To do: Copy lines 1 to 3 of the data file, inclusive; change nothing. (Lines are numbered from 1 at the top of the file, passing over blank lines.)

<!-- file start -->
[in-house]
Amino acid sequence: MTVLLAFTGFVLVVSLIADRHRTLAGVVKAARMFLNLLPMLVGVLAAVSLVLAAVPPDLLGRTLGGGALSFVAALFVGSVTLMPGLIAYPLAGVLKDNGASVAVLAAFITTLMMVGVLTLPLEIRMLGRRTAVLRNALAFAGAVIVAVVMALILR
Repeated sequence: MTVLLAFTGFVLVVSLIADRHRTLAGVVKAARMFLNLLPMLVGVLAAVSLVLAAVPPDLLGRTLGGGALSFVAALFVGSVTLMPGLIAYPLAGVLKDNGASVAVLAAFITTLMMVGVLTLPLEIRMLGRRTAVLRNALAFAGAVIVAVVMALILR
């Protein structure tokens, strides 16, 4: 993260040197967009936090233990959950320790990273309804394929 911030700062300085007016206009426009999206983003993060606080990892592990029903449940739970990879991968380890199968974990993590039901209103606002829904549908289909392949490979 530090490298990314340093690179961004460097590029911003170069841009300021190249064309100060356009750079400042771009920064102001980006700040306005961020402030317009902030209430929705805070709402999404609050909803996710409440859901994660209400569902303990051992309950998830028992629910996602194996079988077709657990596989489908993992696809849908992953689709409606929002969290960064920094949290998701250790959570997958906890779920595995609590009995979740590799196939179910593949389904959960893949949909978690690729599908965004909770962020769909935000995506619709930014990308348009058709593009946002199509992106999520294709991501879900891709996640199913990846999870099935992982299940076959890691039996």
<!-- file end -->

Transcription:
[in-house]
Amino acid sequence: MTVLLAFTGFVLVVSLIADRHRTLAGVVKAARMFLNLLPMLVGVLAAVSLVLAAVPPDLLGRTLGGGALSFVAALFVGSVTLMPGLIAYPLAGVLKDNGASVAVLAAFITTLMMVGVLTLPLEIRMLGRRTAVLRNALAFAGAVIVAVVMALILR
Repeated sequence: MTVLLAFTGFVLVVSLIADRHRTLAGVVKAARMFLNLLPMLVGVLAAVSLVLAAVPPDLLGRTLGGGALSFVAALFVGSVTLMPGLIAYPLAGVLKDNGASVAVLAAFITTLMMVGVLTLPLEIRMLGRRTAVLRNALAFAGAVIVAVVMALILR